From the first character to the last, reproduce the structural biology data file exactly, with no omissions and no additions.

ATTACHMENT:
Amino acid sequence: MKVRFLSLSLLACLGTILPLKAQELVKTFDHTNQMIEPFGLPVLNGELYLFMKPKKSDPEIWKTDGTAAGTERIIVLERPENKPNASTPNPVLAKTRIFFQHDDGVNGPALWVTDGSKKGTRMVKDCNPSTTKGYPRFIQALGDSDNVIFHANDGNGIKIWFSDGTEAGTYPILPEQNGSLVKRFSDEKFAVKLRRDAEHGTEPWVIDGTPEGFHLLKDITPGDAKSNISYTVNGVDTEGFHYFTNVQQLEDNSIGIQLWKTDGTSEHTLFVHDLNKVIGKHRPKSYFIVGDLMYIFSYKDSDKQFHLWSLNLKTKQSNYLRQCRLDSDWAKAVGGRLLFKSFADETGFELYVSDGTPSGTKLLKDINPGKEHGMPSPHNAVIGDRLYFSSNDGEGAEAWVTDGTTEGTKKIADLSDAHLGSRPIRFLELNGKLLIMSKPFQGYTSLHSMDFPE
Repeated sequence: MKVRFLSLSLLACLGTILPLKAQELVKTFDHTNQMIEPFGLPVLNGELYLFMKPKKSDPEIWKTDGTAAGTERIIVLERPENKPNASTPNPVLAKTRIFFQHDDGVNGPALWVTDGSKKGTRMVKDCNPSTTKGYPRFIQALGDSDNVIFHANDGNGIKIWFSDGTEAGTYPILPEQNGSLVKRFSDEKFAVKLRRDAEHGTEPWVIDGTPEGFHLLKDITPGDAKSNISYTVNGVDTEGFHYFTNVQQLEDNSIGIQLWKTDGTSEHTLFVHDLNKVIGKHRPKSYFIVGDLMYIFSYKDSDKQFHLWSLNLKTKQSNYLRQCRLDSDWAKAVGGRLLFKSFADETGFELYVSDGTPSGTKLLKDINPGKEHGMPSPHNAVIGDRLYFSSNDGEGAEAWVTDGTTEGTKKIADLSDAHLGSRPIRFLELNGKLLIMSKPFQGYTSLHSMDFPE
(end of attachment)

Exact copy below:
Amino acid sequence: MKVRFLSLSLLACLGTILPLKAQELVKTFDHTNQMIEPFGLPVLNGELYLFMKPKKSDPEIWKTDGTAAGTERIIVLERPENKPNASTPNPVLAKTRIFFQHDDGVNGPALWVTDGSKKGTRMVKDCNPSTTKGYPRFIQALGDSDNVIFHANDGNGIKIWFSDGTEAGTYPILPEQNGSLVKRFSDEKFAVKLRRDAEHGTEPWVIDGTPEGFHLLKDITPGDAKSNISYTVNGVDTEGFHYFTNVQQLEDNSIGIQLWKTDGTSEHTLFVHDLNKVIGKHRPKSYFIVGDLMYIFSYKDSDKQFHLWSLNLKTKQSNYLRQCRLDSDWAKAVGGRLLFKSFADETGFELYVSDGTPSGTKLLKDINPGKEHGMPSPHNAVIGDRLYFSSNDGEGAEAWVTDGTTEGTKKIADLSDAHLGSRPIRFLELNGKLLIMSKPFQGYTSLHSMDFPE
Repeated sequence: MKVRFLSLSLLACLGTILPLKAQELVKTFDHTNQMIEPFGLPVLNGELYLFMKPKKSDPEIWKTDGTAAGTERIIVLERPENKPNASTPNPVLAKTRIFFQHDDGVNGPALWVTDGSKKGTRMVKDCNPSTTKGYPRFIQALGDSDNVIFHANDGNGIKIWFSDGTEAGTYPILPEQNGSLVKRFSDEKFAVKLRRDAEHGTEPWVIDGTPEGFHLLKDITPGDAKSNISYTVNGVDTEGFHYFTNVQQLEDNSIGIQLWKTDGTSEHTLFVHDLNKVIGKHRPKSYFIVGDLMYIFSYKDSDKQFHLWSLNLKTKQSNYLRQCRLDSDWAKAVGGRLLFKSFADETGFELYVSDGTPSGTKLLKDINPGKEHGMPSPHNAVIGDRLYFSSNDGEGAEAWVTDGTTEGTKKIADLSDAHLGSRPIRFLELNGKLLIMSKPFQGYTSLHSMDFPE